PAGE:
Part 1: The chair.
I cannot say how much I slept Friday night. Relatively, my guess would be somewhere between more than the Wife and less than the Boy. As noted, he was teething and she discovered a pain in her abdomen. Saturday was difficult and laden with uncertainty. During nap time, I did chores. Partly as an excuse to get out of the cottage, but partly, I would like to think, in response to some prescient sense of responsibility which resulted in giving a decent buffer for what happened next.
We were all tired and edgy, especially following the previous night, but also on the heels of the 1,700plus mile roadtrip we had just undertaken. I tried to keep my cool, and thought it best most of the day to stay tight lipped, fearing I would lose my cool any moment… probably lost it a bit more than once.
Anyway, once the Boy was down for the night, I went for a walk… pretty much straight to the bar. Which I guess is a bit sad, but there you have it. I was strung out. The Boy and the Wife were both in a state of disrepair; the former identified and manageable, the latter yet to fully rear its head. I was stable, but frayed. I sat down at the bar itself, ordered a scotch and stared down a chair across the room that was misbehaving.
I kept to myself, sipped the booze, stirred the rocks, and pondered that chair, part of me screaming to go over and set it straight. But in the end, I let it alone and sought to glean some wisdom from it; some sense of release, of surrendering to the flow. Little did I know how that time, however brief, would benefit me. I hope that this will be a lesson that sticks with me.
Part 2: Two dogs and a toddler.
It is difficult to keep up with a toddler on the move, especially one already used to the somewhat free form style of parenting I have “chosen” to enlist. Sure, I set boundaries and limits and try to keep some sense of order, but in general, I try to let the Boy explore and experience. The foundation is based on a saying that I learned from a very wise man in Fairbanks whom I have quoted here before; “Children only want to know that they are safe and that they are loved.” Or something along those lines.
So I work first to keep him safe and then to make sure he knows he is loved. I sometimes struggle a bit at always keeping him well fed. I try to keep him reasonably clean. Sometimes, I pretend to keep us within some manner of routine. Aside from that, unless driven by necessity, I kind of let him go his own way and try to follow his lead. Ideally at least. If I learned it at all, I learned that from my old dog when she was teaching me to skijor. Once I finally learned to just let her lead, we had a lot more fun.
That was a different time though. One dog and me, is a very different recipe than two dogs and toddler and me. Any sense that I might have of being in “control” is fleeting at best. Thankfully, the older dog is reasonably steady and stalwart and can kind of serve as an anchor, though, I am not certain that she appreciates the role.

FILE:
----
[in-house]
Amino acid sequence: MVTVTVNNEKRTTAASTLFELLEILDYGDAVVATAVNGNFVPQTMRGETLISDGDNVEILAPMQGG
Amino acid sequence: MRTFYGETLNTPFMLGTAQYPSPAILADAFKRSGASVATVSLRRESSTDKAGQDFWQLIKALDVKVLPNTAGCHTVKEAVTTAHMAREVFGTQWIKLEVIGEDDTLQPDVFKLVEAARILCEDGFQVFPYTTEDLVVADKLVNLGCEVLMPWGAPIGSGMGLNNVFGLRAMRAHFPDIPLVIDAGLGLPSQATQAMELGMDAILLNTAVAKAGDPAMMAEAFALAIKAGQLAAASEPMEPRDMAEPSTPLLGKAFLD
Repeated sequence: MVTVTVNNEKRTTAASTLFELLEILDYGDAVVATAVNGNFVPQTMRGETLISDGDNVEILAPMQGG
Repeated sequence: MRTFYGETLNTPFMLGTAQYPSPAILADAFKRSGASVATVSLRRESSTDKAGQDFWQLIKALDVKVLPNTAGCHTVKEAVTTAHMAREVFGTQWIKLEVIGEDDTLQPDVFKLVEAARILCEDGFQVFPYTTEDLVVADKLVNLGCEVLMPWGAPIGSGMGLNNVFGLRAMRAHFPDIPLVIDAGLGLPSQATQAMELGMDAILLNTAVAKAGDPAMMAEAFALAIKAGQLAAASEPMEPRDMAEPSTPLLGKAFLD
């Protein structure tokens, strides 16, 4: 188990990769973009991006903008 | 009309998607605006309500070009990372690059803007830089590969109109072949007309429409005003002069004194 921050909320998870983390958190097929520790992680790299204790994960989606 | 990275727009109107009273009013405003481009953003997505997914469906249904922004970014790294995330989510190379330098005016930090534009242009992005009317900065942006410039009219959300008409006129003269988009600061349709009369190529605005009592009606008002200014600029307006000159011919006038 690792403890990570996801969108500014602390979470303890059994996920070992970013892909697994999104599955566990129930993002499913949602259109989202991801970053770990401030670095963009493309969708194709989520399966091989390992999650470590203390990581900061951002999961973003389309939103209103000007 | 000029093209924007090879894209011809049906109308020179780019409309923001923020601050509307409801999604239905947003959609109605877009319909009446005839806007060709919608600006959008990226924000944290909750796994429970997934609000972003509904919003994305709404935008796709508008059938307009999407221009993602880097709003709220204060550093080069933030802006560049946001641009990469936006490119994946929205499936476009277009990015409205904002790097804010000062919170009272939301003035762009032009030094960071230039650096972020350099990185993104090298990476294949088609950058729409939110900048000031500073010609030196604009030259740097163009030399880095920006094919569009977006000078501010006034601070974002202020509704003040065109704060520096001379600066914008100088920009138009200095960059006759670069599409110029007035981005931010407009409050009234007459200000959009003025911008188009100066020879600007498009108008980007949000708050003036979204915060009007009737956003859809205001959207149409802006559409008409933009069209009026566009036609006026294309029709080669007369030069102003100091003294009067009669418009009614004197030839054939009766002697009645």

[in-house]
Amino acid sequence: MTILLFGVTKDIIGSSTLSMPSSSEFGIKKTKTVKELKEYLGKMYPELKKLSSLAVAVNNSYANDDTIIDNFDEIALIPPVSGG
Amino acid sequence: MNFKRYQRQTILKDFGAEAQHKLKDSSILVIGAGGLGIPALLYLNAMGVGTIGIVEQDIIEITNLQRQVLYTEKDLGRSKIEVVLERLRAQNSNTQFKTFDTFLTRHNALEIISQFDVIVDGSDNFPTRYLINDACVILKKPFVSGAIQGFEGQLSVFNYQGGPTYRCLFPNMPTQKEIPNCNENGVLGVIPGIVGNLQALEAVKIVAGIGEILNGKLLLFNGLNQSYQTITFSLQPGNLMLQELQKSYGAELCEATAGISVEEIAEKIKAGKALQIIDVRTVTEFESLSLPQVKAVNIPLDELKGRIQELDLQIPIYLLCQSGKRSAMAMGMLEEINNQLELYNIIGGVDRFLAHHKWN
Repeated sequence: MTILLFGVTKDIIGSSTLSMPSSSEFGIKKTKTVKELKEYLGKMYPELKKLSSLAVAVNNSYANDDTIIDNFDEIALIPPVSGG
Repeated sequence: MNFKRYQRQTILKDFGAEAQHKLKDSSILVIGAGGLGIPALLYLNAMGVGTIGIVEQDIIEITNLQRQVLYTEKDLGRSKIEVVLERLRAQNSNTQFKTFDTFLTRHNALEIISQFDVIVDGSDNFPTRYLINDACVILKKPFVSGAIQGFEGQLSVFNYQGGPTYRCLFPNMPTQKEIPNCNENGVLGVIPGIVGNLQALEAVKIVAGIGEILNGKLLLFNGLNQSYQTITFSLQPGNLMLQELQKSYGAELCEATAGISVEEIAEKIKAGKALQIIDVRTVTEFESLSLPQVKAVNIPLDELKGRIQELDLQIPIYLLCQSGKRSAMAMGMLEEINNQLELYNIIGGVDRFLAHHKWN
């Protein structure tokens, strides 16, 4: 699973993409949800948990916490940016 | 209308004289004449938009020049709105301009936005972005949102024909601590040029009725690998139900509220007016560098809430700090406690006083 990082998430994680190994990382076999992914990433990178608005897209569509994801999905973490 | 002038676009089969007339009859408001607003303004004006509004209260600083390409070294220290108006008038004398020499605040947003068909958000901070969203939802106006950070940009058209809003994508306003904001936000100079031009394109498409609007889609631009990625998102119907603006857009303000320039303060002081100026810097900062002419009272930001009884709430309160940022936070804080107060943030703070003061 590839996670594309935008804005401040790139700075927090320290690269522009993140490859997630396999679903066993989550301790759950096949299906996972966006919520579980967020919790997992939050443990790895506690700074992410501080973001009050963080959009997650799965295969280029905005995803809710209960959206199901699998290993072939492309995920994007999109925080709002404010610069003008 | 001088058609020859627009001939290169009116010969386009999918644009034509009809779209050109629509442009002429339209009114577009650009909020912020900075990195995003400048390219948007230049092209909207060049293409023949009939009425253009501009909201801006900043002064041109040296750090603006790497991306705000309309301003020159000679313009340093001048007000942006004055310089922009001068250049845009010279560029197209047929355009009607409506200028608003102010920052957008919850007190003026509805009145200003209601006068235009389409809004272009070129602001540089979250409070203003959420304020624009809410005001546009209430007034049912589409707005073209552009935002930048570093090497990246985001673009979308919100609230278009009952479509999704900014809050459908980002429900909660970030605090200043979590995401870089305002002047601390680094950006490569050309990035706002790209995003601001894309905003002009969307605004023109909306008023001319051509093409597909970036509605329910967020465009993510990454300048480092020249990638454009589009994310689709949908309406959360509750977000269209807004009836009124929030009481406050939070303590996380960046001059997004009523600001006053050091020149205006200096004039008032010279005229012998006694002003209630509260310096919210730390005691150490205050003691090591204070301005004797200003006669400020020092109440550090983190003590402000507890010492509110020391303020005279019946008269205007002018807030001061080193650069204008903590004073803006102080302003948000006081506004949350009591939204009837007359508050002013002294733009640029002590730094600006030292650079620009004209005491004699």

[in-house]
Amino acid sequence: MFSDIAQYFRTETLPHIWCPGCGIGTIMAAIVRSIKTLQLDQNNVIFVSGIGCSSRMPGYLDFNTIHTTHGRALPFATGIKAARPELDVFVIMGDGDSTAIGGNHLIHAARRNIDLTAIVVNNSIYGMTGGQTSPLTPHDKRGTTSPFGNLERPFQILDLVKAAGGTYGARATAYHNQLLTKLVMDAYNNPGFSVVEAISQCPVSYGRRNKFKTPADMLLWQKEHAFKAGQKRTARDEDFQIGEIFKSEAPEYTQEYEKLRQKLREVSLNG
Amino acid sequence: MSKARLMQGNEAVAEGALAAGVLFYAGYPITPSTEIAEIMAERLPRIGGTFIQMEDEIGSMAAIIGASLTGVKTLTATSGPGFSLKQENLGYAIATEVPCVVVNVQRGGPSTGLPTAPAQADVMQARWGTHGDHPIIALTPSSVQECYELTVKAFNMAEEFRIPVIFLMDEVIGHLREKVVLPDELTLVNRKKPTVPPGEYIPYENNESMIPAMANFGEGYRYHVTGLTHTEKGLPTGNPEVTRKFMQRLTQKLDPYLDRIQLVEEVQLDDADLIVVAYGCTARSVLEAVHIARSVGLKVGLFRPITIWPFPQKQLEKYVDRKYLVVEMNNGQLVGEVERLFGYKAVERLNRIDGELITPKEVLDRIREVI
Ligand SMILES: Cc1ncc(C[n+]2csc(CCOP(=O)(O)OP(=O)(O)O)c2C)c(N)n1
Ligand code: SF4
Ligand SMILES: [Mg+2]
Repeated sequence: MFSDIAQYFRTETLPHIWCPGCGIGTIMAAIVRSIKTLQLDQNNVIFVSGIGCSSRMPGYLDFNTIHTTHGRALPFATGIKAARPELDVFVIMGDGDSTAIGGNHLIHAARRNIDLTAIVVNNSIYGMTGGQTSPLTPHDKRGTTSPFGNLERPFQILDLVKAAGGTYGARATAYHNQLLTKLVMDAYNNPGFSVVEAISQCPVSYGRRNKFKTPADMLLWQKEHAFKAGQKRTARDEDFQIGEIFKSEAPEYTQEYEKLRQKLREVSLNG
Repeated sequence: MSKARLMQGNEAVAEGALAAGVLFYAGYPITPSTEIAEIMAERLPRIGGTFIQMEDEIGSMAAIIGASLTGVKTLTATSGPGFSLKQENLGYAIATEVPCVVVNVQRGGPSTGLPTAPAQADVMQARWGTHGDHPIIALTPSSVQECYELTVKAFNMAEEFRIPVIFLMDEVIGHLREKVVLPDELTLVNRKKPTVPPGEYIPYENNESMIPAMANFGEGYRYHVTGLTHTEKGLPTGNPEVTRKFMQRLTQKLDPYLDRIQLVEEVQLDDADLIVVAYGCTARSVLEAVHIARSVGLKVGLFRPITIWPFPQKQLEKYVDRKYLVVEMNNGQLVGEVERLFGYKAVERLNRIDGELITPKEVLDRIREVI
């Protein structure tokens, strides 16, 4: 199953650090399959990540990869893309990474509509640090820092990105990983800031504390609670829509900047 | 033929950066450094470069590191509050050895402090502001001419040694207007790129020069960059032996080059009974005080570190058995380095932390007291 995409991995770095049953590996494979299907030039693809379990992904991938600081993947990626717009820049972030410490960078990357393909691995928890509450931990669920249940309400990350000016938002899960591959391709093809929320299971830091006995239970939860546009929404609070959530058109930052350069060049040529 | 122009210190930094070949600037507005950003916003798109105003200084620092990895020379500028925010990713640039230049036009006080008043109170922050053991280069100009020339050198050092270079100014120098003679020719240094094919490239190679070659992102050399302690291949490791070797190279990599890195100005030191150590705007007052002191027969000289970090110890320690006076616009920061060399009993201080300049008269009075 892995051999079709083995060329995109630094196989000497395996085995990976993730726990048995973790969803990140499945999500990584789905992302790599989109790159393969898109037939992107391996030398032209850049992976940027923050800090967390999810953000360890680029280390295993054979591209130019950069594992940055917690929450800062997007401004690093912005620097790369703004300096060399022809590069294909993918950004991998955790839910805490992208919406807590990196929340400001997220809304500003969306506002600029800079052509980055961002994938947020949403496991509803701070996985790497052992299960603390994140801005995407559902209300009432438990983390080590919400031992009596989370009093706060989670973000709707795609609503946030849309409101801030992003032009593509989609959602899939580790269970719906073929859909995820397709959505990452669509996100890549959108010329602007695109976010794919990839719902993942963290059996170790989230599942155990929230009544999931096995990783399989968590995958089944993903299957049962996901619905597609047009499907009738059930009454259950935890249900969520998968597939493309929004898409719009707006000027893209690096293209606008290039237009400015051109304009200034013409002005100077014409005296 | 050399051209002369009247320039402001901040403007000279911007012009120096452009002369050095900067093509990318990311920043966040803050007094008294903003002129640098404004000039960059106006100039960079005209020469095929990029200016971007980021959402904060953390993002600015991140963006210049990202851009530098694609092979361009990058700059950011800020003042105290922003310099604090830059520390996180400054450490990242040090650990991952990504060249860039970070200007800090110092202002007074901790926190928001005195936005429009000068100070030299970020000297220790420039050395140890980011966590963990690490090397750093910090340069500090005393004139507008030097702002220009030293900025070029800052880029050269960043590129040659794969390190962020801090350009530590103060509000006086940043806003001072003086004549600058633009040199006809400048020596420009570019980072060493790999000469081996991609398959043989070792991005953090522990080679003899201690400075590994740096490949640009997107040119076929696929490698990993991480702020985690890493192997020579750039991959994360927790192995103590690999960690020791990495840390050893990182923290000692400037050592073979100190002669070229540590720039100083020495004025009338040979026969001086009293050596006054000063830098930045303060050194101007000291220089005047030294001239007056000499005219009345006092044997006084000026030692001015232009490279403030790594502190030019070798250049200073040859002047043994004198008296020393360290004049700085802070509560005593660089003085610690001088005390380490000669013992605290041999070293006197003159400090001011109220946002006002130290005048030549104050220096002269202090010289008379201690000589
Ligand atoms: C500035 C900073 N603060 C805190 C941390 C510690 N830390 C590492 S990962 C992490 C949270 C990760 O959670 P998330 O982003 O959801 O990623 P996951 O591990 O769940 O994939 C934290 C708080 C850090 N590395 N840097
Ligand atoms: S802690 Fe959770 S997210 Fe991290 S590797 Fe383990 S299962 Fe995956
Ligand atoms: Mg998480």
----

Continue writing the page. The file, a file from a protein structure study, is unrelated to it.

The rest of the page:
Part 3: Outside the self.
Of course, this whole business is not all about me. It is easy to get tunnel vision, when trying to hold a squirming toddler in one hand, pick up dog crap with the other, and keep one eye on each dog, going in different directions. Tunnel vision, or maybe an aneurism.
No, there is of course the Wife, who I feared, had inadvertently wandered into an old re-run of House; suffering through a mysterious malady, tended to by a kooky, yet seemingly sensible doctor. Of course she was dealing with a whole different level of discomfort… pain in point of fact. Plus, uncertainty, loneliness, likely a bit of fear. All in a strange hospital in a strange town, likely with an underlying, unrelenting sense of guilt for not being at her new job, being here, being whole.
And then there is the Boy. Who knows what the hell he is thinking. Wrenched from the semblance of a routine that he did have, the “school” he had known and the friends he had there, the only home he has known, and forced to spend days on end strapped backwards into a vehicle barreling towards some unknowable destination, waking up in a different place nearly every night. For a few days there, any time he came across a bag, he would pick it up and sling it over his arm, and start saying bye, waving and blowing kisses, to no one in particular.
So I thought to attempt a routine. Reinstate some sense of order in an effort to manage the chaos. But of course that was silly. Nothing is routine in this current life. Nothing is orderly and trying to force it would only present the square peg/round hole problem. So I try to role with it, try to accommodate the dogs, follow the Boys lead, make sure the Wife knows I am always thinking of her, and when I can, breathe. Last night when it was not quite bed time but the cottage was too small to contain all the crazy, the Boy and I went out for a stroller ride in the rain. Sometimes, you need to just play in the rain.